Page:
Australia needs an explosive post-World War II-style immigration surge that could bring in 2 million people over five years to rebuild the economy and address worsening labour shortages, according to NSW government advice to new Premier Dominic Perrottet. Top bureaucrats last week urged Mr Perrottet to seize the national leadership initiative by pushing a “national dialogue on an aggressive resumption of immigration levels as a key means of economic recovery and post-pandemic growth”. “An ambitious national immigration plan similar to Australia’s post-World War II approach would ensure Australia would benefit from skills, investment and population growth,” Mr Perrottet was told in the advice. In a sign the new Premier is taking the advice seriously, Mr Perrottet on Monday said the borders need to be opened up amid a “general labour” shortage to ensure a healthy economic recovery.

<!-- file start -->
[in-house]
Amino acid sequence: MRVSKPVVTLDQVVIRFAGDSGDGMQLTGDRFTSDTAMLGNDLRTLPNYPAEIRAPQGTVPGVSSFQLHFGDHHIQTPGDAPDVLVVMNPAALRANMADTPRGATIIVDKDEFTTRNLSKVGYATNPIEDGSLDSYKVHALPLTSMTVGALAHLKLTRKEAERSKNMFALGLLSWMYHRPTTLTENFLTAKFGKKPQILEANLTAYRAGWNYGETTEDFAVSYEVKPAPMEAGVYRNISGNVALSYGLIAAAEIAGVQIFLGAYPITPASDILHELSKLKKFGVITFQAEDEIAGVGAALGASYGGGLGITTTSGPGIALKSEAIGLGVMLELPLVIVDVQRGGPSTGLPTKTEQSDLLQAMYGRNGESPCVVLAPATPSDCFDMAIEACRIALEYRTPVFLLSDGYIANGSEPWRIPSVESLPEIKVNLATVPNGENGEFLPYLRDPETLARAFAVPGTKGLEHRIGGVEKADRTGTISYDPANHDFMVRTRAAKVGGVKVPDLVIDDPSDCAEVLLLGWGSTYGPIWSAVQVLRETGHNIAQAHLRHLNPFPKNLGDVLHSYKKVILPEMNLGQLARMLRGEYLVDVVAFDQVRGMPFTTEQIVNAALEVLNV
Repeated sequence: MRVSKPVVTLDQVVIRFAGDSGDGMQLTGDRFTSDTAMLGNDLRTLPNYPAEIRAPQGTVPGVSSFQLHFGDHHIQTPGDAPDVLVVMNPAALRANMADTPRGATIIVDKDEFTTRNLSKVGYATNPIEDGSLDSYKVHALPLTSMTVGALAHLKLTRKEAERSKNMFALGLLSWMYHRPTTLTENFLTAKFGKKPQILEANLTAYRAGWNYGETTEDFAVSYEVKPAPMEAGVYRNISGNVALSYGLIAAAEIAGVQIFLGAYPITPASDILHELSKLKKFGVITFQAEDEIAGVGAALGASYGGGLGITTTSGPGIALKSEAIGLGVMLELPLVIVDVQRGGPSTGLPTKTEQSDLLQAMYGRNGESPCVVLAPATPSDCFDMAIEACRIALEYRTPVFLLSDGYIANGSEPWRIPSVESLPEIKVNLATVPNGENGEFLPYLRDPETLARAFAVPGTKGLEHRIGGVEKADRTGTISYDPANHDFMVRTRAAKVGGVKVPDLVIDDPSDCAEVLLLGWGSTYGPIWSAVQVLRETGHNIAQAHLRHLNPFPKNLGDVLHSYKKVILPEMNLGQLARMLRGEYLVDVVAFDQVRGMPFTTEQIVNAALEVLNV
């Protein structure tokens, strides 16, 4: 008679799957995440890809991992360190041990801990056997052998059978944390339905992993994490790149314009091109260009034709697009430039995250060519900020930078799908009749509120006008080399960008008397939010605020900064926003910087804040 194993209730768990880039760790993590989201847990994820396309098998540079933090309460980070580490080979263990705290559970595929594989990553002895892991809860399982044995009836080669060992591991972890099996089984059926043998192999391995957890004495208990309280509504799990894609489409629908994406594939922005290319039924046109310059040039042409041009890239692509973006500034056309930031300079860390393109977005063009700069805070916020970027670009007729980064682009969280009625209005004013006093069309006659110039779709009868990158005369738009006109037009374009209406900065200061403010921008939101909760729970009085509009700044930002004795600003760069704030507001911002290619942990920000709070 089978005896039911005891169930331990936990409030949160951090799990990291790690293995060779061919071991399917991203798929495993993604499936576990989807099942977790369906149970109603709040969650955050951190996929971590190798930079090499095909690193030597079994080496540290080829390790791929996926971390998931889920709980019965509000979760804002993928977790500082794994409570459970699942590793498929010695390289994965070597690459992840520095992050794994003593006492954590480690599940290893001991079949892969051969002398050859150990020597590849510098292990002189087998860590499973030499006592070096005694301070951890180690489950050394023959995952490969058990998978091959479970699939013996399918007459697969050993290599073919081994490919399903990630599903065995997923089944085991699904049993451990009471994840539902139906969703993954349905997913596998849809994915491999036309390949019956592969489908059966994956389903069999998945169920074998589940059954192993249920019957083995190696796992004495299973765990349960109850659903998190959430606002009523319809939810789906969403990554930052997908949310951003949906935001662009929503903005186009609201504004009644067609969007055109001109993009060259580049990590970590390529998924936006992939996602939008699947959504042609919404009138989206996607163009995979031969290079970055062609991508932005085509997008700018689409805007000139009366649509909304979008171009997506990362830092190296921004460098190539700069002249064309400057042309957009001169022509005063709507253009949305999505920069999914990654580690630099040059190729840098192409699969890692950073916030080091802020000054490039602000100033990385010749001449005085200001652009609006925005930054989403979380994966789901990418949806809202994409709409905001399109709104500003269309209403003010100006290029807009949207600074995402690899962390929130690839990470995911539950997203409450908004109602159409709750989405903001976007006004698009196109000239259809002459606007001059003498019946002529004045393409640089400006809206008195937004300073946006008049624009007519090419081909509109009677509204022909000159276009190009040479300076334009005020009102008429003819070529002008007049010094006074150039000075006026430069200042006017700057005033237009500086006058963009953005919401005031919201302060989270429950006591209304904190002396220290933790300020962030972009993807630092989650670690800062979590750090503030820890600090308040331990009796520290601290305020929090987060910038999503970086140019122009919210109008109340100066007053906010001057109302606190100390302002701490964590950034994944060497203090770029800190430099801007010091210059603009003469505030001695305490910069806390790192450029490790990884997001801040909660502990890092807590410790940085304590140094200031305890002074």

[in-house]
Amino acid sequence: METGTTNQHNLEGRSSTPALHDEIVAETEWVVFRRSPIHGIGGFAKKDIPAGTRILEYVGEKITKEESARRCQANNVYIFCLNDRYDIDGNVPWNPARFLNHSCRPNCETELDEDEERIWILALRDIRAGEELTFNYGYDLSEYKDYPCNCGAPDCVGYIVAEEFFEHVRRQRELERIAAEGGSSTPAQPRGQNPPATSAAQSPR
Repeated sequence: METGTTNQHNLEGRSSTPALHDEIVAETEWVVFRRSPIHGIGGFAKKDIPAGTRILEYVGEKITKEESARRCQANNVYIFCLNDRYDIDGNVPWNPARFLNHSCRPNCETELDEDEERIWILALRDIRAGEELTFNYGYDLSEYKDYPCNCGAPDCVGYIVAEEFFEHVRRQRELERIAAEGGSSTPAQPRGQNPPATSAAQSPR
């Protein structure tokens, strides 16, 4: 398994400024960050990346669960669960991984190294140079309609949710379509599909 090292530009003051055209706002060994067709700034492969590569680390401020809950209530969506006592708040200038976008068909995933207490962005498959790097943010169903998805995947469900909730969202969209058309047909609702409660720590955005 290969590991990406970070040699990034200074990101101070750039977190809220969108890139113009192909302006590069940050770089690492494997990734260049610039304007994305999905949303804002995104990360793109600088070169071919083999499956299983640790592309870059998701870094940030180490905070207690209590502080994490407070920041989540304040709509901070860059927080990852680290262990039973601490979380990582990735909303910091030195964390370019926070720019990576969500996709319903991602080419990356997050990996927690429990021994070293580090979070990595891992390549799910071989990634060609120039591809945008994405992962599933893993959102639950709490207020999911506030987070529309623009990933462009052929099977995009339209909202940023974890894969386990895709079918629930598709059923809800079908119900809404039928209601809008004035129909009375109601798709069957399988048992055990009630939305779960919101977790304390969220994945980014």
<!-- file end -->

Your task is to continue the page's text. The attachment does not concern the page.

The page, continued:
Westpac’s full-year profit will take a $1.3 billion hit due to heavy write-downs as it shrinks its institutional bank and takes additional provisions for potential legal action and customer remediation after the royal commission. In an indication Westpac is keen to resolve future regulatory cases relating to misconduct identified by the Hayne inquiry, it said it has added new provisions for “litigation matters, including to resolve outstanding investigations should a regulator decide to bring civil penalty proceedings”.
National Australia Bank’s business confidence survey showed a strong rebound for September, up 19 points for a positive index return of 13 points. Business conditions fell 9 points for September, to equal a positive return of 5 index points. NAB said this continued a rapid decline from pre-lockdown record highs.